You are hereranching
CEPB researchers and colleagues have released a new research brief--"Rancher Attitudes and Participation in Conservation Easements in California"--as part of ongoing work on a USDA-funded project on grazing management and ecosystem services.
Data were collected from a survey of 475 ranchers in California. The research brief casts doubt on the stereotype that a strong property rights orientation is a barrier to conservation easements. Although ranchers expressed a strong commitment to private property rights, these attitudes had no significant relationship to the likelihood of currently holding a conservation easement, or planning to in the future. In contrast, positive views about government’s role in conservation significantly increase rates of current and future planned participation.
Here is a press release I'm preparing for the Farm Bureau and California Cattlemen's to run in advance of our survey (which is getting close to being ready to test!). I would appreciate any comments.
A group of researchers at University of California, Davis is funded by the USDA to conduct cutting edge social and ecological research on rangelands. The project, supported by the California Farm Bureau Federation, California Cattlemen’s Association, and many other groups, aims to understand the many ways in which ranchers manage livestock and lands for multiple goals. This winter, they will be sending a survey to over 1500 ranchers in an effort to understand decision-making.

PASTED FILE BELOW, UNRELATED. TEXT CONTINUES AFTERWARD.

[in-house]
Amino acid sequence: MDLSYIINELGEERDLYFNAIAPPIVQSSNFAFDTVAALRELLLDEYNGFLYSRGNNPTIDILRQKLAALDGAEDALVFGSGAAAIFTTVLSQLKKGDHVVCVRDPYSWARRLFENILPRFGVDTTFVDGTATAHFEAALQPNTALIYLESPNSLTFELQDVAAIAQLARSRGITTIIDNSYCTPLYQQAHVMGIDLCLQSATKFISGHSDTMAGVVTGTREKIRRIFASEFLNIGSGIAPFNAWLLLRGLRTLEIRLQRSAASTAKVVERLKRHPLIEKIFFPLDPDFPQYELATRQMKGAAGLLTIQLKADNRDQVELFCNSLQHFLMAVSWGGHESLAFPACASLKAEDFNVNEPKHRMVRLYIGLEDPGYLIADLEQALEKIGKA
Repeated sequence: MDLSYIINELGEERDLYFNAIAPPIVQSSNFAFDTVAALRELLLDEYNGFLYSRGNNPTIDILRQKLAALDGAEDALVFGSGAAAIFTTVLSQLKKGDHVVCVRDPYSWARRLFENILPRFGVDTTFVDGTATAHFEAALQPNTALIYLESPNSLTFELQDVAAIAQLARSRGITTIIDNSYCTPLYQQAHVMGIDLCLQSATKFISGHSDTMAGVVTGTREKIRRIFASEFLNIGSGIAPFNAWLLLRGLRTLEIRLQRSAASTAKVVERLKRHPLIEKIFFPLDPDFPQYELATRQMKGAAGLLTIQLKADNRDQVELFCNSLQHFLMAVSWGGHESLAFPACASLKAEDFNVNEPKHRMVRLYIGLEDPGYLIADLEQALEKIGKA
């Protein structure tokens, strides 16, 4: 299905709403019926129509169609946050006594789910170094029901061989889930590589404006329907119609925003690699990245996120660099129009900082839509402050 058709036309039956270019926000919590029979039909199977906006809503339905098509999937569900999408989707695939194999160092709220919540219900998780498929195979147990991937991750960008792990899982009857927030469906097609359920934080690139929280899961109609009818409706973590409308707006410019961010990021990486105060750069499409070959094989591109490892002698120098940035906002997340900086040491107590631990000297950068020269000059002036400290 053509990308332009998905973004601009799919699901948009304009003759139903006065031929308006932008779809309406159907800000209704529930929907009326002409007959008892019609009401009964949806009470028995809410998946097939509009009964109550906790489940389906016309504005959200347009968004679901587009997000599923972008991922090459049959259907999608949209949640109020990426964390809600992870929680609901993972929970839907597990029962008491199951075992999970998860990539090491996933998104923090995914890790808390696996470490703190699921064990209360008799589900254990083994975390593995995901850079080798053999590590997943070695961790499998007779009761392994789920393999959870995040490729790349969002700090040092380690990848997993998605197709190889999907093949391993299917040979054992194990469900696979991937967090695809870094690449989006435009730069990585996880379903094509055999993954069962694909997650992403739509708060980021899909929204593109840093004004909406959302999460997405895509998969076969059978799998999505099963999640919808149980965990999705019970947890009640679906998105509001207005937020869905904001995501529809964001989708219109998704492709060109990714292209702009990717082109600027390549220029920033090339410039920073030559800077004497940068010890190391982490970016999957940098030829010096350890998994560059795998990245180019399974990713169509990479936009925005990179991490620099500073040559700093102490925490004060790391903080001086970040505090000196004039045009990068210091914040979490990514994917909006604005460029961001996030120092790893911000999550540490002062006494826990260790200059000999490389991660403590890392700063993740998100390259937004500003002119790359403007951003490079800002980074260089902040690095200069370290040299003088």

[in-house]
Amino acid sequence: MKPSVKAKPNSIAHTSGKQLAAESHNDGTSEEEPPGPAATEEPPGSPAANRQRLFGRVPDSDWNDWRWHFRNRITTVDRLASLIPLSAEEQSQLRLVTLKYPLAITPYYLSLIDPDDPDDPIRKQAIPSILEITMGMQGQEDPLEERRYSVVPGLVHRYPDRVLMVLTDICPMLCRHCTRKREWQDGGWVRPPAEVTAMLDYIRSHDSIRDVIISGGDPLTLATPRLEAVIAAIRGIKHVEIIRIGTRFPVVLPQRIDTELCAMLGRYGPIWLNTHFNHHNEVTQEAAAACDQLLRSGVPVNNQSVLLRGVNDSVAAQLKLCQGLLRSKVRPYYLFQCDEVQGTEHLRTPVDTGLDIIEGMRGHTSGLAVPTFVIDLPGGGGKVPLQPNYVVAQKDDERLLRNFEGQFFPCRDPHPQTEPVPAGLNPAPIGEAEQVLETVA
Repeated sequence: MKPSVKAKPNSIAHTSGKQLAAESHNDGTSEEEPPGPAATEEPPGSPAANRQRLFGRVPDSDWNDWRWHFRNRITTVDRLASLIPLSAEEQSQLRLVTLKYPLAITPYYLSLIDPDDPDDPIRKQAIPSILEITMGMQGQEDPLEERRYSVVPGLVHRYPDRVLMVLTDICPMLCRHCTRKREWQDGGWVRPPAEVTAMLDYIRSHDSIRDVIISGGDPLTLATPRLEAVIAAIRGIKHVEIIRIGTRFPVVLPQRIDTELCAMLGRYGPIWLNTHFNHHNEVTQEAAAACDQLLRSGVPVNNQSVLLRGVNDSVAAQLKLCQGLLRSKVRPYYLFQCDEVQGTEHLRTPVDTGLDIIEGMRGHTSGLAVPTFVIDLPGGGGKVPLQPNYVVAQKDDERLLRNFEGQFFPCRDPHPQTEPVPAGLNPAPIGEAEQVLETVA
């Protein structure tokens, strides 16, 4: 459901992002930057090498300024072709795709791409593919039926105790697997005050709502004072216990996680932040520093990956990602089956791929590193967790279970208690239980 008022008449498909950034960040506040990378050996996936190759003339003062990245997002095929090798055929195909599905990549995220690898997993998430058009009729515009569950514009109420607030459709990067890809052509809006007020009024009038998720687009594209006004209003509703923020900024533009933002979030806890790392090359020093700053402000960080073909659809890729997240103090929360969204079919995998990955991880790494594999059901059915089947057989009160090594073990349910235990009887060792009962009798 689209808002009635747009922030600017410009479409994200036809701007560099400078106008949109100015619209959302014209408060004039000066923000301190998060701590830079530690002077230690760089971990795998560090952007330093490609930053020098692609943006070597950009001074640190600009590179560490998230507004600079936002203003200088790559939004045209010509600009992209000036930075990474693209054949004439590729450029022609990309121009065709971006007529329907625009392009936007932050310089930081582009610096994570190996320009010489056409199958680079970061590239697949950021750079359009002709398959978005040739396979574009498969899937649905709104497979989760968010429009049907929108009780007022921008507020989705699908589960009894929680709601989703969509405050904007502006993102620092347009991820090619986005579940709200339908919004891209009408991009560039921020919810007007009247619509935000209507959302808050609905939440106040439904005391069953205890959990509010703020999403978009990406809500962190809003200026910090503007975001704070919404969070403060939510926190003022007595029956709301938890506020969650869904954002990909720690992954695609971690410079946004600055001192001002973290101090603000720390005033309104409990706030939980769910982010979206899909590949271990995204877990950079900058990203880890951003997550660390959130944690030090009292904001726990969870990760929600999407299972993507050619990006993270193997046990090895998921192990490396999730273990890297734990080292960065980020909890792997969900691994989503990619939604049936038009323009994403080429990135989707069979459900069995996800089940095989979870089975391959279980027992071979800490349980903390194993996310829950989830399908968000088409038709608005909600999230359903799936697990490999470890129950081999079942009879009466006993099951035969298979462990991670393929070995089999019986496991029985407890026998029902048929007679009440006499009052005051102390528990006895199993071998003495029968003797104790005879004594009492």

Earlier I wrote about trying to get a sense for ranching culture "in the understory". That is, through the up and coming ranchers who have grown up with more technology in their lives. At long last, a contact through our research partners made me aware of Jeff Fowle. I feel comfortable writing about him here since he has a facebook page, twitter account, blog, and linkedin account.
As part of my effort to understand ranching culture I'm seeking out ranching blogs based in CA.... so far these are the only non-dude ranch or pie-ranch blog I've found in the state...
P.S. Is there an official delineation separating a ranch from a ranchette or a ranch from a farm?
P.P.S. I can't tell if these blogs are legit or publicity creations associated with the beef industry.
These are pictures I took at two events that have helped me to learn more about ranching and the larger social and environmental context of ranching. A little "participant observation / participant action" to kick start my time at Davis.
1) In June, I attended a fieldtrip sponsored by the California Rangeland Conservation Coalition to East Bay Municipal Utilities District. The trip featured a grazing partnership initiated as an alternative to burning. Near a water supply and urban development, soil erosion, air pollution, and invasive plants are all important factors in the managing open space. My claim to fame was bringing sunscreen and sharing it with others.